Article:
7 essential non-metal albums all metalheads need in their lives

A photograph of Little Simz on stage
(Image credit: Joseph Okpako/Getty Images)

We know how hard it can be to be a metalhead in these times. Picking out a different band T-shirt every single day, trying desperately to make sure it matches up with your single pair of black skinny jeans, scheduling in enough time to sew those new patches onto your battle jacket, and constantly having to remember to remove the Taylor Swift tiny desk concert from your YouTube history. 

So how about we shake things up a little? Here's a list of some of the greatest non-metal that metalheads are sure to love, if only to get that 2021 Spotify wrapped looking a little more interesting this year. Just don’t @ us when your Havergal Brian T-shirt doesn’t go with your combat boots.

Metal Hammer line break

Arca - Kick i (2020)

Arca is responsible for some of the most out there, brutal electronic/hyperpop music heard in the last few years; an artist pushing boundaries of both genre and gender. Their live shows are reportedly as wild as their music, which features collaborations with everyone from Bjork to SOPHIE. Their latest album, KICK i, has earned them a Grammy nomination, and a spot on countless end-of-year lists. If you enjoy groovy metal for dancing to, such as Gojira or Lamb Of God, give Arca a spin.

Liars - They Were Wrong, So We Drowned (2004)

Literally crafted in a rural farmhouse in the middle of nowhere in New Jersey, They Were Wrong... is a concept album about the hunting and execution of witches – a description which alone should be enough to convince you that you need to check this out. It was a far enough departure from their post-punk revival debut album that they alienated most of their fanbase and gathered a whole new one in one fell swoop. They Were Wrong... is weird, witchy and distressing, and should appeal to fans of the noise metal subgenre. Also, a strong candidate for best album name of all time? Genuinely chilling.

House Of Waters - House Of Waters (2016)

Max ZT of House Of Waters has been dubbed by NPR as "the Jimi Hendrix of the hammered dulcimer". What's a hammered dulcimer, you ask? It's the big wooden thing that Max is playing in this instrumental folk-meets-neo-soul band, which shreds about as hard as Dragonforce. Bonus points must be given for Moto Fukushima’s prodigal turn on the six stringed bass and Ignacio Rivas Bixio’s killer drums. Excellence all round. 

Glenn Branca - The Ascension (1981)

Approach with caution. The pinnacle of the brief no wave movement was reached with this Pitchfork 10/10 rated album, which drags you through hell and back again with its primal drumming and discordant, hellish soundscape. Lee Ranaldo played guitar on this album, and then went on to join Sonic Youth – the seeds of which can be heard here. It’s a manic album with moments of absolute bliss – don’t miss this oft-overlooked slab of musical history.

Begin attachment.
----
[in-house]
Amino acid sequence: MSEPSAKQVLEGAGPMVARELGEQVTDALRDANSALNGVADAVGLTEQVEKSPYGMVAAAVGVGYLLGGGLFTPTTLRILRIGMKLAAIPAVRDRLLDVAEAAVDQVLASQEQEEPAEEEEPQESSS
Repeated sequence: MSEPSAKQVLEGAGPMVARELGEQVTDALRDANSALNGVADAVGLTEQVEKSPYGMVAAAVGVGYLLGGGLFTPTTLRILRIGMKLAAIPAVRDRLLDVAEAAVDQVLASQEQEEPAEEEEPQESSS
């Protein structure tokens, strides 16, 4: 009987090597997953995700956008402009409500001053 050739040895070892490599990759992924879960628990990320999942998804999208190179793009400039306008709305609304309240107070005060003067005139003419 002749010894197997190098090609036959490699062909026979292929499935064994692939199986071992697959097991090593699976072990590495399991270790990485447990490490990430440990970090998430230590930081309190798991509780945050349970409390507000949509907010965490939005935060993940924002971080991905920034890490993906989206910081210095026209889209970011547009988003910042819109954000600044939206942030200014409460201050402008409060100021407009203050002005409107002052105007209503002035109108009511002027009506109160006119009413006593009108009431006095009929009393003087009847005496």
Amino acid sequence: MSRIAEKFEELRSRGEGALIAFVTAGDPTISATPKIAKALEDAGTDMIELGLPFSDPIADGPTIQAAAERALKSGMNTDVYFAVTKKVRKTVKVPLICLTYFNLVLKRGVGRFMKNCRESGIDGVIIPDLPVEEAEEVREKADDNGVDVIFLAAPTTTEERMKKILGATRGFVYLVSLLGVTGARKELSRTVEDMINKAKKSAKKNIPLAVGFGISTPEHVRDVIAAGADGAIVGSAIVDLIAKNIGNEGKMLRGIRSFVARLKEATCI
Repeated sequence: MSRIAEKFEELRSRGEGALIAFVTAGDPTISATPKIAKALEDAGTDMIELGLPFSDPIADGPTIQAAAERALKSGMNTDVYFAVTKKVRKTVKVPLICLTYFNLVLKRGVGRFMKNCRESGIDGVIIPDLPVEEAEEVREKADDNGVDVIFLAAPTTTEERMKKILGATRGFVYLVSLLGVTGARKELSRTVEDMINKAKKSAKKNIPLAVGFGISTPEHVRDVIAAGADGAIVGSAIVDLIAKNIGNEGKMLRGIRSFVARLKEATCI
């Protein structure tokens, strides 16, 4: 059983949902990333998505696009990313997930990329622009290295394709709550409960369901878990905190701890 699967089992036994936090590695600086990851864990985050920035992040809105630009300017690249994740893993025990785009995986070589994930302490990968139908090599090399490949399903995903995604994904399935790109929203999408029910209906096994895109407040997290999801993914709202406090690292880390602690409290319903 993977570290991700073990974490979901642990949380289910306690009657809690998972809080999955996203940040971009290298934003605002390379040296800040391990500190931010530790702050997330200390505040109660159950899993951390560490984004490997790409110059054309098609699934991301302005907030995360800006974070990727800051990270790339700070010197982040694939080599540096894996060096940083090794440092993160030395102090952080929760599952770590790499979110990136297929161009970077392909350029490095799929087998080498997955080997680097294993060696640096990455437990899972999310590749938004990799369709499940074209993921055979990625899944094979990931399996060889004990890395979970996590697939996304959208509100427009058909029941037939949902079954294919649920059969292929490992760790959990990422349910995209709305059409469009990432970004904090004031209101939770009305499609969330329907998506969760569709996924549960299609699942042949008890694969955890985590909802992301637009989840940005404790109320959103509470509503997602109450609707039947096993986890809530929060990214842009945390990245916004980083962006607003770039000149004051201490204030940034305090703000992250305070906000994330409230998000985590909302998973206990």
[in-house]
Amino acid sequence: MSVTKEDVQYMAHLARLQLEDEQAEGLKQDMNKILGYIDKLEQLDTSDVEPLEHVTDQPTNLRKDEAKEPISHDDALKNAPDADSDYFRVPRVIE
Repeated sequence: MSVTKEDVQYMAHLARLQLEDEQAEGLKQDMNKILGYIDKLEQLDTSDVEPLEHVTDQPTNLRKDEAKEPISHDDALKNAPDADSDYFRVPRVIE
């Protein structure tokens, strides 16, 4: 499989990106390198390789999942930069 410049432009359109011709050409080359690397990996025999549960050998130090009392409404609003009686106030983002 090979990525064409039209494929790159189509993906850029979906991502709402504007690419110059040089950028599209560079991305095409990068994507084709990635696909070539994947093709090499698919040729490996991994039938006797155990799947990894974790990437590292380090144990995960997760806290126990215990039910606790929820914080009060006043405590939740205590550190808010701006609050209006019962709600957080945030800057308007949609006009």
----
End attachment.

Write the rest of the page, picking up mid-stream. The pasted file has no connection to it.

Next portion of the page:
Little Simz - Grey Area (2019)

Hip-hop as raw and catchy as Little Simz’ seminal offering doesn’t come along all that often. GREY Area was one of the best releases of any genre of 2019, cementing Simz firmly as one of the most exciting names in rap today. Her lyrics are consistently analytical and honest, reflecting her ease with being uncertain in that fantastic title – this is what it sounds like to live in the grey areas and accept it completely.

Saada Bonaire - Saada Bonaire (2013)

‘80s Arabian art pop duo Saada Bonaire were sadly in the wrong place at the wrong time. Signed to EMI, who didn’t understand the political aims of the band, they were dropped after the label got the bill for their recording sessions, having released just one single. A 2013 reissue of the single brought with it a whole album's worth of material, showcasing new wave, disco, punk and synth pop within the band's sound. Worth exploring by anyone even remotely interested in the history of riot grrrl, and in expanding their taste to include artists outside the Western-centric canon.

Havergal Brian - Gothic Symphony (1919-1927)

This classical symphony is certainly not for the faint of heart. Gothic it truly is, with whole sections dedicated to exploring the architecture of the period through choral arrangements which took years to compose. It uses musical bombast to address the spiritual concerns of humanity, and is so complex that it has been performed only a handful of times. Stick this one on, and settle in for a near two-hour long existential crisis set to awe-inspiring music.